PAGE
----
Fife Council is facing a £32m budget gap by 2022, it was revealed this week.
Councillors at the policy and co-ordination committee heard that the authority will have a massive shortfall by the financial year 2021/22.
In the next financial year, it is facing a £9.4m hole, and will have to consider making savings of five per cent every financial year to cope
The biggest pressures on budgets weres education and children’s services (48 per cent or £406.7m), followed by health and social care (17 per cent or £143.3m) and loan charges (8 per cent or £64.8m).
This leaves the council with just £229.7m – 27 per cent of its budget – to maintain services for every other area, such as environment and communities.
The report also proposed increasing council tax by the maximum amount of three per cent every financial year to generate more income.
Councillors raised concerns about the relatively low number of reserves held – the second lowest percentage of usable reserves in comparison with all other Scottish authorities.
But Councillor David Ross, co-leader, said: “We have had discussion around this level of balances.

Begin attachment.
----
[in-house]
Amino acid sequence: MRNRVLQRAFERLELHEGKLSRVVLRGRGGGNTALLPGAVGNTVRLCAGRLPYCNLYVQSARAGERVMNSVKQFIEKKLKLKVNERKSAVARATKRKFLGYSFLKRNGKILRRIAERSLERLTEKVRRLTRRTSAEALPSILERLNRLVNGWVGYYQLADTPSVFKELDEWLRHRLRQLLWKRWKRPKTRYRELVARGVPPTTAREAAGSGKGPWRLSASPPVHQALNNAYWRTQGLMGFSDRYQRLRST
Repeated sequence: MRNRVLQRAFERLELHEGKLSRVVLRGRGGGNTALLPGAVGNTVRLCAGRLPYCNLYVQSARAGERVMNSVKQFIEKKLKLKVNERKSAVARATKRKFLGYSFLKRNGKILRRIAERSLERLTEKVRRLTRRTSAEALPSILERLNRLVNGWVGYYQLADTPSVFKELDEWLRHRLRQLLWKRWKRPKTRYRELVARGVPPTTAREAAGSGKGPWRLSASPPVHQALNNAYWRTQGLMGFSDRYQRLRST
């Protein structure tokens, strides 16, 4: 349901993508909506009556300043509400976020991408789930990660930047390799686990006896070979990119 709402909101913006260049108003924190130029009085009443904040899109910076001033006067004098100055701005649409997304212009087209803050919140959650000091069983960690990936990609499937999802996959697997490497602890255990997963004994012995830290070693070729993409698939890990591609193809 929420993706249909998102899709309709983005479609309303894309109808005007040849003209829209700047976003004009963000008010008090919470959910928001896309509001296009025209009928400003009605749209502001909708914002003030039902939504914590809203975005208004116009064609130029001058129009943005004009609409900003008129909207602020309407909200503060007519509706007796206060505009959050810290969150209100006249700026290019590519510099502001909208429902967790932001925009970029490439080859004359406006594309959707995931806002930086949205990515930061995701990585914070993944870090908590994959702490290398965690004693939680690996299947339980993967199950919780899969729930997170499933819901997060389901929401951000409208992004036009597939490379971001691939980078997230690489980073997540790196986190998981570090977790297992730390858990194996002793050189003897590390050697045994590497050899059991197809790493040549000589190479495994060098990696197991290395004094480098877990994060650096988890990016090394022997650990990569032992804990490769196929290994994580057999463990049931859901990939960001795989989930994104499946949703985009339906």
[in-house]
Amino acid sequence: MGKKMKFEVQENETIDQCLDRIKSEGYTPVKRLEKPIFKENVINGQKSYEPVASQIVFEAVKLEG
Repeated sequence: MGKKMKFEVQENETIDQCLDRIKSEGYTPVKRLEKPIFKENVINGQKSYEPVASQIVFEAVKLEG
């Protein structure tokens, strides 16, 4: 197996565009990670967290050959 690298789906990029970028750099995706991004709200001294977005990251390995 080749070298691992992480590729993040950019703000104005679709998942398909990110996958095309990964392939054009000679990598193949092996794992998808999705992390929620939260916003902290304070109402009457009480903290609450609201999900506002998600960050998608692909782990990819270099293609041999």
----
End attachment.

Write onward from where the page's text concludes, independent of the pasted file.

“Other local authorities may not have dealt with with scale of equal pay yet, as we have, so they may have funds set aside for that, making the reserve look bigger.
“It’s good to hold some things off for a rainy day – well it’s raining now.
“Our balance has been reduced by £6m this year, so it makes it right to hold on to a small amount of reserves so services aren’t being cut but there is still funding for unforeseen problems.”
Eileen Rowand, executive director, finance and corporate sServices added: “We have just over three per cent in reserves – guidelines state we should hold between two to four per cent, so we are within that.
“Being second lowest just means that other councils are holding onto more money.”
The budget will be set at the end of February, where many services will be faced with making savings.